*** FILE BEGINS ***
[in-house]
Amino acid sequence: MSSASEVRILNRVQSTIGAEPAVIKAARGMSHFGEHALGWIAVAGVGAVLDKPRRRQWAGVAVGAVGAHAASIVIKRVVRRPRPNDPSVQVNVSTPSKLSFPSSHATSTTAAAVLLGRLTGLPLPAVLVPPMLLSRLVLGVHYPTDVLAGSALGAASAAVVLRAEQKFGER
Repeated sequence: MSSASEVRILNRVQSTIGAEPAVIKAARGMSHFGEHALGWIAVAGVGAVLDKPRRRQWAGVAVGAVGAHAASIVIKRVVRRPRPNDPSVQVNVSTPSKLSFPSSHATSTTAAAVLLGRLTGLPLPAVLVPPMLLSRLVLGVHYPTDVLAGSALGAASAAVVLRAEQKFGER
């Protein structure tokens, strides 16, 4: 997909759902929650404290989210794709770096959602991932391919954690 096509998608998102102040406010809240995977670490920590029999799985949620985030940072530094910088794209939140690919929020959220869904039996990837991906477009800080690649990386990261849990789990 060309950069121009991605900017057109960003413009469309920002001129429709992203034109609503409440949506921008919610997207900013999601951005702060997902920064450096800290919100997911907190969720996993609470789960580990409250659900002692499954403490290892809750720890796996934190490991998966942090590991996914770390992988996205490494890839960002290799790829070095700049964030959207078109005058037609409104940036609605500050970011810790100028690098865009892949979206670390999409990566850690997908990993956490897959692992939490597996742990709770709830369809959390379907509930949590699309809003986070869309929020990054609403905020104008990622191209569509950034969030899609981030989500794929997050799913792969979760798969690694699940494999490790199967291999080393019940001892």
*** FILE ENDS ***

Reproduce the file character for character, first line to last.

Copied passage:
[in-house]
Amino acid sequence: MSSASEVRILNRVQSTIGAEPAVIKAARGMSHFGEHALGWIAVAGVGAVLDKPRRRQWAGVAVGAVGAHAASIVIKRVVRRPRPNDPSVQVNVSTPSKLSFPSSHATSTTAAAVLLGRLTGLPLPAVLVPPMLLSRLVLGVHYPTDVLAGSALGAASAAVVLRAEQKFGER
Repeated sequence: MSSASEVRILNRVQSTIGAEPAVIKAARGMSHFGEHALGWIAVAGVGAVLDKPRRRQWAGVAVGAVGAHAASIVIKRVVRRPRPNDPSVQVNVSTPSKLSFPSSHATSTTAAAVLLGRLTGLPLPAVLVPPMLLSRLVLGVHYPTDVLAGSALGAASAAVVLRAEQKFGER
């Protein structure tokens, strides 16, 4: 997909759902929650404290989210794709770096959602991932391919954690 096509998608998102102040406010809240995977670490920590029999799985949620985030940072530094910088794209939140690919929020959220869904039996990837991906477009800080690649990386990261849990789990 060309950069121009991605900017057109960003413009469309920002001129429709992203034109609503409440949506921008919610997207900013999601951005702060997902920064450096800290919100997911907190969720996993609470789960580990409250659900002692499954403490290892809750720890796996934190490991998966942090590991996914770390992988996205490494890839960002290799790829070095700049964030959207078109005058037609409104940036609605500050970011810790100028690098865009892949979206670390999409990566850690997908990993956490897959692992939490597996742990709770709830369809959390379907509930949590699309809003986070869309929020990054609403905020104008990622191209569509950034969030899609981030989500794929997050799913792969979760798969690694699940494999490790199967291999080393019940001892």